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Strikes in Non-manufacturing Sectors Gain Traction

Between late March and June, a number of strikes and protests in China’s non-manufacturing sectors gained international attention. In late March more than 2,000 sanitation workers in Shanghai went on a six-day strike to protest against waste management companies’ cuts to their income. After the local government had increased the minimum wage, these sanitation workers—who were barely paid the legal minimum—had their meal subsidies and morning and evening shift allowances cut. Later that month, up to 500 coal miners suffering from pneumoconiosis in Hunan province petitioned the local health authorities to protest the delay in providing them with medical examination records crucial to securing compensation. Then, for days leading up to International Workers’ Day on 1 May, crane operators on construction sites across a dozen provinces staged protests to demand a pay raise, citing relatively low pay for their high-risk work, the lack of paid overtime, and little annual leave. In April, teachers from kindergartens, and public and private schools organised at least 19 protests over pay, performance bonuses, and pensions. The following month, around 200 retired teachers in Anhui province protested to the local government twice within a single week to demand unpaid bonuses. Finally, in early June thousands of truck drivers in at least three cities used their trucks to block roads in protest against rising fuel costs and falling haulage rates that cut into their incomes. Strikes in non-manufacturing sectors such as education, retail, sanitation, and logistics have gained prominence in recent years. In particular, the nationally coordinated strikes by crane operators and truck drivers were significant, hinting at the potential for non-manufacturing workers to organise more networked and less atomised industrial actions. KL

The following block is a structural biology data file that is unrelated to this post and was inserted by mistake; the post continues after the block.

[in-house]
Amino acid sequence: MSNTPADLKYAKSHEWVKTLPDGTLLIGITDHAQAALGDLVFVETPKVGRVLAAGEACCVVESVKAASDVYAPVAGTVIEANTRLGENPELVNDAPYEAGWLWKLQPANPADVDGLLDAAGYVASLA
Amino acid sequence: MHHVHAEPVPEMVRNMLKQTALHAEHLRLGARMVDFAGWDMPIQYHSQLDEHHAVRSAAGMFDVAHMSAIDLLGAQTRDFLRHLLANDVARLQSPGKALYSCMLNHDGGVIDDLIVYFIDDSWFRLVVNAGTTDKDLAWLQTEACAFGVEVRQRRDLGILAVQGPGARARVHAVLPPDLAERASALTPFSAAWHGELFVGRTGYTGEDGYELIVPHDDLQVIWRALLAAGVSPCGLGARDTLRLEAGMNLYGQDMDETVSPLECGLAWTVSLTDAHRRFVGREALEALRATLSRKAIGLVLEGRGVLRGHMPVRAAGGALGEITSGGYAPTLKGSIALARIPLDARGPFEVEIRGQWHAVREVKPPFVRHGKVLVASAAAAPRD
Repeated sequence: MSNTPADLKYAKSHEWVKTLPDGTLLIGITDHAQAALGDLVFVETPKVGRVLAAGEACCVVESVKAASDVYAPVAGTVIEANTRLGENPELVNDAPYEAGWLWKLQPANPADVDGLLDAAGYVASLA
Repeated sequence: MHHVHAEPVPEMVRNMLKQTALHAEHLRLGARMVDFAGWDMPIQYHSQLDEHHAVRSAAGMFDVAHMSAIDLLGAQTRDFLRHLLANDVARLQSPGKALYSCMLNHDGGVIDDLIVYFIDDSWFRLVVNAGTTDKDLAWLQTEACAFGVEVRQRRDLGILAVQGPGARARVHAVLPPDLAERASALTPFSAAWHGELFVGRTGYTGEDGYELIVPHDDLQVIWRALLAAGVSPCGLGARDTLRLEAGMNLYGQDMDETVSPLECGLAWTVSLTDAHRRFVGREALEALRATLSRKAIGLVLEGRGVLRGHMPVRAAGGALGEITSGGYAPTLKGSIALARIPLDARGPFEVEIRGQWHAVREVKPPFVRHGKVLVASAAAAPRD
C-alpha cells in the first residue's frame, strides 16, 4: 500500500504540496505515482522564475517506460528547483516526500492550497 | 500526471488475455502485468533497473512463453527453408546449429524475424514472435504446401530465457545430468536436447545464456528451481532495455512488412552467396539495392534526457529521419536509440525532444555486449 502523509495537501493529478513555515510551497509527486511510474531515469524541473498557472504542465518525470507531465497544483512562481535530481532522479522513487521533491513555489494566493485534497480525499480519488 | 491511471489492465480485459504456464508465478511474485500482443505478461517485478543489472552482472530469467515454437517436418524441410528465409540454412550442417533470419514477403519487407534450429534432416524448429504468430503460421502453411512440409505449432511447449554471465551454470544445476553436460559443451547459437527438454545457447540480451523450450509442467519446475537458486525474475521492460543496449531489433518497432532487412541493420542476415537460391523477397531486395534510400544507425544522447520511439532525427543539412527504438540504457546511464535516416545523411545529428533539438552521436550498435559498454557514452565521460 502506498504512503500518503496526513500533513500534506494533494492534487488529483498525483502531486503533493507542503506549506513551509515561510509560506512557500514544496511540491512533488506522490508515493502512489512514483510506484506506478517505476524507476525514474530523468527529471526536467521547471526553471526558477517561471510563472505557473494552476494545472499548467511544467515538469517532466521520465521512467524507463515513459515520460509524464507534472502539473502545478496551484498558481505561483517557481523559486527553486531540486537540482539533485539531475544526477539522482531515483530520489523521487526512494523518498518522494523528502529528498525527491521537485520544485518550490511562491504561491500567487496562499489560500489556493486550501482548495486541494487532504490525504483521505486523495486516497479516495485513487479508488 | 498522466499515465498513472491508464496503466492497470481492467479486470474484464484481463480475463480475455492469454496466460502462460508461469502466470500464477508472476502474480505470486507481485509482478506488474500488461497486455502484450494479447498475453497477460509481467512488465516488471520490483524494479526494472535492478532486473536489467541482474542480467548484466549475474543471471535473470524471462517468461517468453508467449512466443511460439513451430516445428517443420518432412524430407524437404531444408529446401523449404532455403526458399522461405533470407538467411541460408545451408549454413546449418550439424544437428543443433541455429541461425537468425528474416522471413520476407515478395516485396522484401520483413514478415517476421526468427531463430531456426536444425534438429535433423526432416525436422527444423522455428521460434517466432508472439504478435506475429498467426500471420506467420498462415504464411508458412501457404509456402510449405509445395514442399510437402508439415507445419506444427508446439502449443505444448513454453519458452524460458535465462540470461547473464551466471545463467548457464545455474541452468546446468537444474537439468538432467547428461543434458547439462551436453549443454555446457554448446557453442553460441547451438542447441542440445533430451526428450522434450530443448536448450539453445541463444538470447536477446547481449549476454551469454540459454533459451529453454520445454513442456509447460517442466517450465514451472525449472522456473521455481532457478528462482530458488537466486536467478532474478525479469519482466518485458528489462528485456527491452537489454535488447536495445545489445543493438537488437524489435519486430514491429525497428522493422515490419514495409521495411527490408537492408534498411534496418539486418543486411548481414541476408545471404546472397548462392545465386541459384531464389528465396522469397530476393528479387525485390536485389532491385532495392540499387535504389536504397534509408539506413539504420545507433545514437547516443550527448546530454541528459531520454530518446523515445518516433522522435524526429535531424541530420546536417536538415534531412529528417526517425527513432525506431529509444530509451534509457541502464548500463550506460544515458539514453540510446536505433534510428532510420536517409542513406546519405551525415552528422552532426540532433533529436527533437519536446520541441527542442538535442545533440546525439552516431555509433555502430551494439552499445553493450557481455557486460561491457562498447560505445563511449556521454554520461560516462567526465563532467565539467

(Sources: China Change 1; China Change 2; China Digital Times; China Labour Bulletin 1; China Labour Bulletin 2; Radio Free Asia 1; Radio Free Asia 2; Wall Street Journal)

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